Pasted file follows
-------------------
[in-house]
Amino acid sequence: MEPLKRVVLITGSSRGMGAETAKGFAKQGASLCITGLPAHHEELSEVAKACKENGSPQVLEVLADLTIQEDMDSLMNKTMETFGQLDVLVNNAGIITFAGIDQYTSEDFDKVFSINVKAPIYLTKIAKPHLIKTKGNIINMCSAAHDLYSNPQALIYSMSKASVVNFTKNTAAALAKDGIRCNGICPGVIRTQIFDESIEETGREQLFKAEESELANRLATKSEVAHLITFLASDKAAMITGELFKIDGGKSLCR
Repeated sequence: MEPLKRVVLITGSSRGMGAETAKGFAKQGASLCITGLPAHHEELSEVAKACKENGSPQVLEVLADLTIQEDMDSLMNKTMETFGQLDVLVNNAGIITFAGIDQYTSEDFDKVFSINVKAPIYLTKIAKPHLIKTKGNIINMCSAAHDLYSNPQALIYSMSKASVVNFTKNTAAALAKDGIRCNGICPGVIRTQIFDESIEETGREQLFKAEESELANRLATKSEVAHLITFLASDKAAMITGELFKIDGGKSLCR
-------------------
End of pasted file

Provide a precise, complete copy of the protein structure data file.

[in-house]
Amino acid sequence: MEPLKRVVLITGSSRGMGAETAKGFAKQGASLCITGLPAHHEELSEVAKACKENGSPQVLEVLADLTIQEDMDSLMNKTMETFGQLDVLVNNAGIITFAGIDQYTSEDFDKVFSINVKAPIYLTKIAKPHLIKTKGNIINMCSAAHDLYSNPQALIYSMSKASVVNFTKNTAAALAKDGIRCNGICPGVIRTQIFDESIEETGREQLFKAEESELANRLATKSEVAHLITFLASDKAAMITGELFKIDGGKSLCR
Repeated sequence: MEPLKRVVLITGSSRGMGAETAKGFAKQGASLCITGLPAHHEELSEVAKACKENGSPQVLEVLADLTIQEDMDSLMNKTMETFGQLDVLVNNAGIITFAGIDQYTSEDFDKVFSINVKAPIYLTKIAKPHLIKTKGNIINMCSAAHDLYSNPQALIYSMSKASVVNFTKNTAAALAKDGIRCNGICPGVIRTQIFDESIEETGREQLFKAEESELANRLATKSEVAHLITFLASDKAAMITGELFKIDGGKSLCR